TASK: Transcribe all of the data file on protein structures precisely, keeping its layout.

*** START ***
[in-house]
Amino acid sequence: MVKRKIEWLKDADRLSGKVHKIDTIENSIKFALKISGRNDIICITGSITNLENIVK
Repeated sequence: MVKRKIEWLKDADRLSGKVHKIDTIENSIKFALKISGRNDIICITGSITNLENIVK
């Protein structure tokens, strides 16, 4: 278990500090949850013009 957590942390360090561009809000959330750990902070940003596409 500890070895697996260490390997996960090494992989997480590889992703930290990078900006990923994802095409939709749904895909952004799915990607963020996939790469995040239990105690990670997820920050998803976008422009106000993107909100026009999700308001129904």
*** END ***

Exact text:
[in-house]
Amino acid sequence: MVKRKIEWLKDADRLSGKVHKIDTIENSIKFALKISGRNDIICITGSITNLENIVK
Repeated sequence: MVKRKIEWLKDADRLSGKVHKIDTIENSIKFALKISGRNDIICITGSITNLENIVK
């Protein structure tokens, strides 16, 4: 278990500090949850013009 957590942390360090561009809000959330750990902070940003596409 500890070895697996260490390997996960090494992989997480590889992703930290990078900006990923994802095409939709749904895909952004799915990607963020996939790469995040239990105690990670997820920050998803976008422009106000993107909100026009999700308001129904």